Top Rated Comments

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40 months ago
If only Siri actually worked.
Score: 32 Votes (Like | Disagree)
Avatar
40 months ago
Apple's commitment to privacy is unparalleled and appreciated. If Siri development takes a little longer because they truly don't want our information getting out, then I'm okay with that.
Score: 28 Votes (Like | Disagree)
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40 months ago

Much of Apple's Siri functionality is done on-device, rather than in the cloud like other services.

How come it can’t do even basic commands without an internet connection?
Score: 25 Votes (Like | Disagree)
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40 months ago

Ahead of the launch of iOS 11, Apple VP of marketing Greg Joswiak sat down with several publications to talk about Siri,

When you have to send out your execs to spin things, you're in trouble.

Good stuff speaks for itself.

"I think it's a false narrative," he told Fast Company. "We're able to deliver a very personalized experience... without treating you as a product that keeps your information and sells it to the highest bidder. That's just not the way we operate."

Very clever. Tell a truth, but not the whole truth, and throw in some innuendo.

Because Google doesn't sell our info to the highest bidder either.

Just like Apple does with iAds, Google sells anonymous ad slots. They would never sell our personalized data, because then it becomes useless. That's why they keep it secret.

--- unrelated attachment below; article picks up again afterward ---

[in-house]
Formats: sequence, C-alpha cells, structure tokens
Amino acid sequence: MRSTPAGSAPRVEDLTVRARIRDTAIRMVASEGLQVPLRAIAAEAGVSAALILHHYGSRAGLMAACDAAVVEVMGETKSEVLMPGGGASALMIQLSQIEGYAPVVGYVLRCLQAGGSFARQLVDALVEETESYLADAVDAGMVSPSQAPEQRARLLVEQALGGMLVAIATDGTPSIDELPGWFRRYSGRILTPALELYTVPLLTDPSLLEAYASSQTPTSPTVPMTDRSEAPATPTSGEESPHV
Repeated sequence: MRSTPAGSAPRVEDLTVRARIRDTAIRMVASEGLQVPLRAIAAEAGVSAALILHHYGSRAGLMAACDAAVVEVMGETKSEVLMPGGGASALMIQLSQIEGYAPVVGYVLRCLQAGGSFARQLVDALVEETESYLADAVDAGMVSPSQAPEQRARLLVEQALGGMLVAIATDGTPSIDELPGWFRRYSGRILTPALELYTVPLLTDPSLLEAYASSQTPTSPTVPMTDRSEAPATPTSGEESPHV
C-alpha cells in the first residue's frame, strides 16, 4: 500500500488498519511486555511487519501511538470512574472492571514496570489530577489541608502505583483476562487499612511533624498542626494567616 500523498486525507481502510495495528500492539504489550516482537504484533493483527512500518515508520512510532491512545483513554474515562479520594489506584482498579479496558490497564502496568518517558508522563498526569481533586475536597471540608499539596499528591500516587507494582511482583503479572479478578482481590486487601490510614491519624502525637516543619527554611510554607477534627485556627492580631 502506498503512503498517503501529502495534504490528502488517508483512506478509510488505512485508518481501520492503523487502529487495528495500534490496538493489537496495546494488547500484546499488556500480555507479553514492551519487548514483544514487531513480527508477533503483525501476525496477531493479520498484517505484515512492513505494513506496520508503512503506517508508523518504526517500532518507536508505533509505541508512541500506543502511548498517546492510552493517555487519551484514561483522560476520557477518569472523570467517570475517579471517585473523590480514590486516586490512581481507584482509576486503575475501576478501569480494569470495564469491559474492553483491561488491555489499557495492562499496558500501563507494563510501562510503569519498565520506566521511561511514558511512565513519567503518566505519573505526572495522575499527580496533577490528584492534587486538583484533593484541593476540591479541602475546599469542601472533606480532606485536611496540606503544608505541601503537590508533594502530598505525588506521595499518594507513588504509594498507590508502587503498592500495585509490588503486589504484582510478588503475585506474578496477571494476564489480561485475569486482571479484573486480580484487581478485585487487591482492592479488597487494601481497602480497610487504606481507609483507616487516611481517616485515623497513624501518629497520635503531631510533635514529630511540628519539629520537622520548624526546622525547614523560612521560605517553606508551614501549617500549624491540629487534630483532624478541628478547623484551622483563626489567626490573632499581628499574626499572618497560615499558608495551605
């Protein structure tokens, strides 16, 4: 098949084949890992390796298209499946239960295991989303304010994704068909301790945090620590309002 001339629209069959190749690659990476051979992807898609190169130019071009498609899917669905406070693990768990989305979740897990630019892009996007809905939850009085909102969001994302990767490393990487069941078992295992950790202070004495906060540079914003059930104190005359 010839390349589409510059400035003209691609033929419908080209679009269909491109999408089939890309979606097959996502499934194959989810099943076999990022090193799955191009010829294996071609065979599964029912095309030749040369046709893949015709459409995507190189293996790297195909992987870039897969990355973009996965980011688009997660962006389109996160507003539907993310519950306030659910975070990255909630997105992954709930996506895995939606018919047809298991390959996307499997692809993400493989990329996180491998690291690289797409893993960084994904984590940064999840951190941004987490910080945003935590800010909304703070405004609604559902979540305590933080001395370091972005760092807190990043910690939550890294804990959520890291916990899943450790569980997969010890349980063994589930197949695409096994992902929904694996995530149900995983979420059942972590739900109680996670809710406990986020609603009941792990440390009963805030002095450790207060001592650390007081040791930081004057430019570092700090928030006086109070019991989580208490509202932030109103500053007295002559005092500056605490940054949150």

In return for the money they make selling such anonymous slots, Google gives us great services. In return for the money Apple makes selling such anonymous slots PLUS high profit hardware... ??

"We leave out identifiers to avoid tying utterances to specific users so we can do a lot of machine learning and a lot of things in the cloud without having to know that it came from [the user]," said Joswiak.

Yes, you can try, but the resulting difference in PERSONALIZED ability is plain to everyone. For a good PERSONAL assistant, it always makes far more sense to learn about each specific person. Especially context.

Btw, anyone can turn off Google's voice storage and delete it, using your Google dashboard any time you want. I tried it once as an experiment, and my recognition was immediately worse for a few weeks while Google's servers relearned me. It was not fun, and I'm not going to do it again.
Score: 15 Votes (Like | Disagree)
Avatar
40 months ago

And yes the competitor does sell your data and I'm glad that Apple doesn't.

If you mean Google, then no, they don't sell personal data.

However, both Apple and Google collect and use personal data to sell ad slots. Apple even bragged about it in their documentation to sell iAds to advertisers:



Score: 14 Votes (Like | Disagree)
Avatar
40 months ago
Siri is like the Cleveland Browns...wait 'til next year.
Score: 11 Votes (Like | Disagree)